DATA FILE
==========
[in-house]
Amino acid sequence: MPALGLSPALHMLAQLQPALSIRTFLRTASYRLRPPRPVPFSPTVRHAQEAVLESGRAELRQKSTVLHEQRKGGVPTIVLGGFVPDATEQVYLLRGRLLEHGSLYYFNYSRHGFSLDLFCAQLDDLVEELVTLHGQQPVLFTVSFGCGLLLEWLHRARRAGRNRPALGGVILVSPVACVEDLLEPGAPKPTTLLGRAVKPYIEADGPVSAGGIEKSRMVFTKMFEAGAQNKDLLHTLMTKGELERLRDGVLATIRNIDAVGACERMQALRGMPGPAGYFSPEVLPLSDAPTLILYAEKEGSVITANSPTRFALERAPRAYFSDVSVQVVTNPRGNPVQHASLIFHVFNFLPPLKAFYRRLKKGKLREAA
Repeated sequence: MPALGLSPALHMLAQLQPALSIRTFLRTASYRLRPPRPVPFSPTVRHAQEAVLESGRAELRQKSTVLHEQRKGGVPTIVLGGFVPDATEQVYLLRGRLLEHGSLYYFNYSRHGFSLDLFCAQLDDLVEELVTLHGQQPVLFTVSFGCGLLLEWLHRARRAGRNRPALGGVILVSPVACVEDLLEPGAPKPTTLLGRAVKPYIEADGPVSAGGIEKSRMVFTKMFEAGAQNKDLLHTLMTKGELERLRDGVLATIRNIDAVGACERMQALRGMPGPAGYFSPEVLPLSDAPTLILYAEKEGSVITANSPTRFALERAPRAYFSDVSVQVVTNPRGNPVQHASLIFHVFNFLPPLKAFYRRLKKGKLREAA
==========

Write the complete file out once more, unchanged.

[in-house]
Amino acid sequence: MPALGLSPALHMLAQLQPALSIRTFLRTASYRLRPPRPVPFSPTVRHAQEAVLESGRAELRQKSTVLHEQRKGGVPTIVLGGFVPDATEQVYLLRGRLLEHGSLYYFNYSRHGFSLDLFCAQLDDLVEELVTLHGQQPVLFTVSFGCGLLLEWLHRARRAGRNRPALGGVILVSPVACVEDLLEPGAPKPTTLLGRAVKPYIEADGPVSAGGIEKSRMVFTKMFEAGAQNKDLLHTLMTKGELERLRDGVLATIRNIDAVGACERMQALRGMPGPAGYFSPEVLPLSDAPTLILYAEKEGSVITANSPTRFALERAPRAYFSDVSVQVVTNPRGNPVQHASLIFHVFNFLPPLKAFYRRLKKGKLREAA
Repeated sequence: MPALGLSPALHMLAQLQPALSIRTFLRTASYRLRPPRPVPFSPTVRHAQEAVLESGRAELRQKSTVLHEQRKGGVPTIVLGGFVPDATEQVYLLRGRLLEHGSLYYFNYSRHGFSLDLFCAQLDDLVEELVTLHGQQPVLFTVSFGCGLLLEWLHRARRAGRNRPALGGVILVSPVACVEDLLEPGAPKPTTLLGRAVKPYIEADGPVSAGGIEKSRMVFTKMFEAGAQNKDLLHTLMTKGELERLRDGVLATIRNIDAVGACERMQALRGMPGPAGYFSPEVLPLSDAPTLILYAEKEGSVITANSPTRFALERAPRAYFSDVSVQVVTNPRGNPVQHASLIFHVFNFLPPLKAFYRRLKKGKLREAA